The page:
3. Put your keyword(s) as close to the beginning of the title as possible.

Writing as a scholar-blogger It makes sense that depending on the post to write a title that evokes technical, theological, or theoretical terms, but often I just feel like I might be making it difficult for people to get past the polysyllabic words, the jargon and the long titles. This is an ongoing areas of improvement for me in writing in the context of a blog post.

I know that quite a few of you reading this are academics who blog. Have you struggled with writing post titles? are there any tips you can offer me?

For those of you who are approaching blogging from different backgrounds, is there any advice you can offer me for making sure my post titles match the content? I work hard to make sure that my writing is approachable. I don’t always succeed, but I am always looking to improve.

Speaking of writing, a day of thesis writing awaits!

The Basics is a Goannatree series where general and introductory advice for research tasks and professional development, like using research libraries, reading and note-taking, submitting and presenting conference papers and journal articles, can be found. Articles in The Basics series also explore the basics of working in the interdisciplinary field of Literature and Theology. They often simultaneously provide sources from Literature and Religion, the Bible and Literature, and resources for exploring issues and themes of faith in literature, pop culture, and the arts.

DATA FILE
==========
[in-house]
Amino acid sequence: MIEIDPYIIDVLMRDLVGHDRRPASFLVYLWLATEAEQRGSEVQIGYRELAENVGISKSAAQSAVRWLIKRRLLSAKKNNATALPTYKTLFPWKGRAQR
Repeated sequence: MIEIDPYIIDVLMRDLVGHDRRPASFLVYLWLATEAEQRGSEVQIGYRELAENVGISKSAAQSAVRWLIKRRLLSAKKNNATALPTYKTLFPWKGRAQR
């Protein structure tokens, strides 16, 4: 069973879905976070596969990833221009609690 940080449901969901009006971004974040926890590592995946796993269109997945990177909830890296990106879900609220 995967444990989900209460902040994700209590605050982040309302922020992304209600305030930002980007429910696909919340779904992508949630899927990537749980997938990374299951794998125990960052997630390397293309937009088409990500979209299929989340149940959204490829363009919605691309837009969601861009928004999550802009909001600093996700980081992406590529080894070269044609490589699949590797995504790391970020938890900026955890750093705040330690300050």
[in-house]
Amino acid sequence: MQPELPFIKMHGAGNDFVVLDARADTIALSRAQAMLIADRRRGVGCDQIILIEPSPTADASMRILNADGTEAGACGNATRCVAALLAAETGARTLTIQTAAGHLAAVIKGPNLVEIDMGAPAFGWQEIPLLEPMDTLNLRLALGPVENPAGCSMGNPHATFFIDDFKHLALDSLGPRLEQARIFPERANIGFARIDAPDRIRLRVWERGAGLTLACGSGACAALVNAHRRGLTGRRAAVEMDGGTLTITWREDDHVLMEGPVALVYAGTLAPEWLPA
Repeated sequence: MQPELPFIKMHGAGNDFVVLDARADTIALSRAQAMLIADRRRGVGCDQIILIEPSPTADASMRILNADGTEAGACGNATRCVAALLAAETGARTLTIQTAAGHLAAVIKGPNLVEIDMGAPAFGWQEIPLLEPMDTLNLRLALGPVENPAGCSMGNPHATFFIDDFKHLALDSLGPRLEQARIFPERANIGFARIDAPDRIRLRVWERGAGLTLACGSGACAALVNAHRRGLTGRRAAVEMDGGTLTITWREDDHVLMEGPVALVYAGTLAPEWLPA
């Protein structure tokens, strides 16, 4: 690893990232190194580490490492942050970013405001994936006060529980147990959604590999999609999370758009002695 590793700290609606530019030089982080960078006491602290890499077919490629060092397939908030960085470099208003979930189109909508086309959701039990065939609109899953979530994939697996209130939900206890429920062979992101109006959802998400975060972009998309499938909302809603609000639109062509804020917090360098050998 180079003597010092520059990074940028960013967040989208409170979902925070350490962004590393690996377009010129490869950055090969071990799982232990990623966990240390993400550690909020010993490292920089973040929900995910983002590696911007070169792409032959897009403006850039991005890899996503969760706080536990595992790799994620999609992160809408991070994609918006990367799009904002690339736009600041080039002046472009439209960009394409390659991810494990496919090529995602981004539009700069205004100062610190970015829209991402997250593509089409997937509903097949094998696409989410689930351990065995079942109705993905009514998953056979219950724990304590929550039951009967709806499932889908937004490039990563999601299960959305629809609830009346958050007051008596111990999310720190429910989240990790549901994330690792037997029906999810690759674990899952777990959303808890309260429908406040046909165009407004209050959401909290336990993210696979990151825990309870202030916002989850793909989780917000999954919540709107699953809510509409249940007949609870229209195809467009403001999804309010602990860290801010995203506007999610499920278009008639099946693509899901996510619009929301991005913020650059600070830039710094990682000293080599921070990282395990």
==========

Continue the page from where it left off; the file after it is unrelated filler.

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Writer, photographer, and scholar, Anna Blanch, is the founder of Goannatree and one of the founders of Transpositions. Anna loves encouraging thoughtful engagement with the arts. Anna is in the final stages of her PhD at the Institute of Theology, Imagination and the Art at the University of St Andrews, Scotland though she recently sought out warmer climes (and that yellow orb in the sky she was beginning to think lost), making her home in the beautiful beach city of Newcastle. When she’s not writing her doctoral thesis, she’s writing something else, has a camera in her hand, is seeking out some fresh produce, or is training in hopes of finishing the 2012 city to surf!

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  • Jamie

    I can totally relate to this.  One of the things I hate the most is coming up with a catchy title for my blog.  Instead, I tend to stick to the details.  I’m afraid to lead anyone on to think it could be about something else.  One piece of advice was from the SITS Girls was to look through magazines, and revamp one of their headline articles with your own words.  Try it =)

  • Trish

    I have always struggled with titles! I got some great advice from a writer at Bloggy Boot Camp: Read your post/article and pick out a phrase or even a word that sticks out or strikes a cord with you and use that as your title. This bit of advice has really helped me.